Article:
Bahrain spy chief replaced

Ian Henderson, the reclusive 70-year-old British head of Bahrain’s Intelligence Service blamed by Shia dissidents for the Sunni government’s repressive policies, has been replaced.

His successor is Sheikh Khalid Bin Mohammed Al-Khalifa, a member of the ruling Al Khalifa family, whose members hold all the key cabinet posts.

Mr. Henderson, a former colonial intelligence officer in Kenya who made his name during the 1950s Mau Mau rebellion, was appointed in 1966 by Sheikh Isa. Although nominally under the control of the interior ministry, Mr. Henderson became a power in his own right with direct access to the ruler.

According to western diplomats Mr. Henderson had” long wanted to retire, and had only stayed at the urging of the ruler himself.” His departure is seen by many in both the minority Sunni and the Shia communities as the end of the colonial era; and according to Bahrain Freedom Movement in London, ” the end of an era of torture and repression.”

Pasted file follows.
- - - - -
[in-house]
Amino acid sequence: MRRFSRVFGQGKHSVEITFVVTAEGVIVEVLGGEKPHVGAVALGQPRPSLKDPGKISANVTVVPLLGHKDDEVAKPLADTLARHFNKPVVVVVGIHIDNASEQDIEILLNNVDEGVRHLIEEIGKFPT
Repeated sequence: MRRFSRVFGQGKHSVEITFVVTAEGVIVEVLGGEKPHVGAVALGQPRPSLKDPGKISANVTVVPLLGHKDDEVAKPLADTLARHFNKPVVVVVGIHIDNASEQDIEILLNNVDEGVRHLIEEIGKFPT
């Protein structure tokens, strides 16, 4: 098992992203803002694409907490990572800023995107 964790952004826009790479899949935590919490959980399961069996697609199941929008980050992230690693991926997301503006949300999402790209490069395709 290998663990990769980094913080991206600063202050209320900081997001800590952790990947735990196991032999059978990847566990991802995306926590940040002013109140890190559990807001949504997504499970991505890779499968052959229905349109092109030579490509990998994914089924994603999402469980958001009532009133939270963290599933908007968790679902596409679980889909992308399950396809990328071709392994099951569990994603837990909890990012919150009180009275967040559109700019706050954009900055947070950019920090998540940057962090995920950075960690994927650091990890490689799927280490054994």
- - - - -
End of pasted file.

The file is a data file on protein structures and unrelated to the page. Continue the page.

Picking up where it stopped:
The New-York based Human Rights Watch recently castigated Bahrain for repeated violations of civil and political rights.

11 December 96: A significant reorganisation of the interior ministry was announced by the Bahraini government with plans to create more capabilities for intelligence services and repressive units. The new organisation was designed with the view that Ian Henderson, the Scotsman who controlled all security operations in Bahrain since 1966, may not be in charge of the new structure in a short time

The First Ever Interview with Ian Henderson

Scots security boss branded “master torturer” of Bahrain

“No blood on my hands”

EXCLUSIVE: The Big Issue in Scotland dated 28 December – 8 January 1997

by Neil Mackay